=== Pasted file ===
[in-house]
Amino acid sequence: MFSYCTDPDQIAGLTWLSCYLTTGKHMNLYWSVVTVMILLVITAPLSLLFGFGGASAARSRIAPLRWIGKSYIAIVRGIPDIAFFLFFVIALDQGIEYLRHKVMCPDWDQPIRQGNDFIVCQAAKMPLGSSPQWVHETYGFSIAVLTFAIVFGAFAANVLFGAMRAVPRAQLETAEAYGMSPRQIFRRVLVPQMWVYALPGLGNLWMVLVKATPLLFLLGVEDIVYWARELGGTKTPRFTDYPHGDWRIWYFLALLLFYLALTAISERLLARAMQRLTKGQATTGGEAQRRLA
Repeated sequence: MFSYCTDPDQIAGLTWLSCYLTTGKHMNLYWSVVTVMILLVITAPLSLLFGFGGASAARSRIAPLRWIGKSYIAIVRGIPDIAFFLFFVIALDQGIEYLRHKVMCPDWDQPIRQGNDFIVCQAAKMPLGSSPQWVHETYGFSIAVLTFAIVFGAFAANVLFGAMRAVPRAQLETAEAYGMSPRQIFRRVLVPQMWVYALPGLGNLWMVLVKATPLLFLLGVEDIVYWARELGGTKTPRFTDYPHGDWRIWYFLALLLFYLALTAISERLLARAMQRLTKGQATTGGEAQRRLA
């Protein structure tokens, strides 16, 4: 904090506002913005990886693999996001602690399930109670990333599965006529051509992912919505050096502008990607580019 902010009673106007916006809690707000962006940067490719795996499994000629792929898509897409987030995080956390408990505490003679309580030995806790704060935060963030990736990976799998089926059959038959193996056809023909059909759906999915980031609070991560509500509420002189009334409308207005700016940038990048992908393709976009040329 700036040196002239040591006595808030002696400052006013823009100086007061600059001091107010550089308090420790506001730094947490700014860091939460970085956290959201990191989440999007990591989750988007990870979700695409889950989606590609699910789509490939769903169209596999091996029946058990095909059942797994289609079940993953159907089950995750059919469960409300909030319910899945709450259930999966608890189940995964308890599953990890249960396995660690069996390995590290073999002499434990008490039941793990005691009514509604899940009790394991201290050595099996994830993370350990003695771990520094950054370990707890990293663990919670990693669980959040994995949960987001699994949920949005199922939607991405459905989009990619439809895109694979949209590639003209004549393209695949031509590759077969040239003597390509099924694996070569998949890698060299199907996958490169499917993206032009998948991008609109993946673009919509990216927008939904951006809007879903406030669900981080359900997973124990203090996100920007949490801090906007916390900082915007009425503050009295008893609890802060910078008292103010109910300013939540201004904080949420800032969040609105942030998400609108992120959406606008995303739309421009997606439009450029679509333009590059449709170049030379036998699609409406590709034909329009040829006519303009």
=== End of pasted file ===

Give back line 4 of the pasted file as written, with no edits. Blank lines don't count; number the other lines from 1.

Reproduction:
């Protein structure tokens, strides 16, 4: 904090506002913005990886693999996001602690399930109670990333599965006529051509992912919505050096502008990607580019 902010009673106007916006809690707000962006940067490719795996499994000629792929898509897409987030995080956390408990505490003679309580030995806790704060935060963030990736990976799998089926059959038959193996056809023909059909759906999915980031609070991560509500509420002189009334409308207005700016940038990048992908393709976009040329 700036040196002239040591006595808030002696400052006013823009100086007061600059001091107010550089308090420790506001730094947490700014860091939460970085956290959201990191989440999007990591989750988007990870979700695409889950989606590609699910789509490939769903169209596999091996029946058990095909059942797994289609079940993953159907089950995750059919469960409300909030319910899945709450259930999966608890189940995964308890599953990890249960396995660690069996390995590290073999002499434990008490039941793990005691009514509604899940009790394991201290050595099996994830993370350990003695771990520094950054370990707890990293663990919670990693669980959040994995949960987001699994949920949005199922939607991405459905989009990619439809895109694979949209590639003209004549393209695949031509590759077969040239003597390509099924694996070569998949890698060299199907996958490169499917993206032009998948991008609109993946673009919509990216927008939904951006809007879903406030669900981080359900997973124990203090996100920007949490801090906007916390900082915007009425503050009295008893609890802060910078008292103010109910300013939540201004904080949420800032969040609105942030998400609108992120959406606008995303739309421009997606439009450029679509333009590059449709170049030379036998699609409406590709034909329009040829006519303009």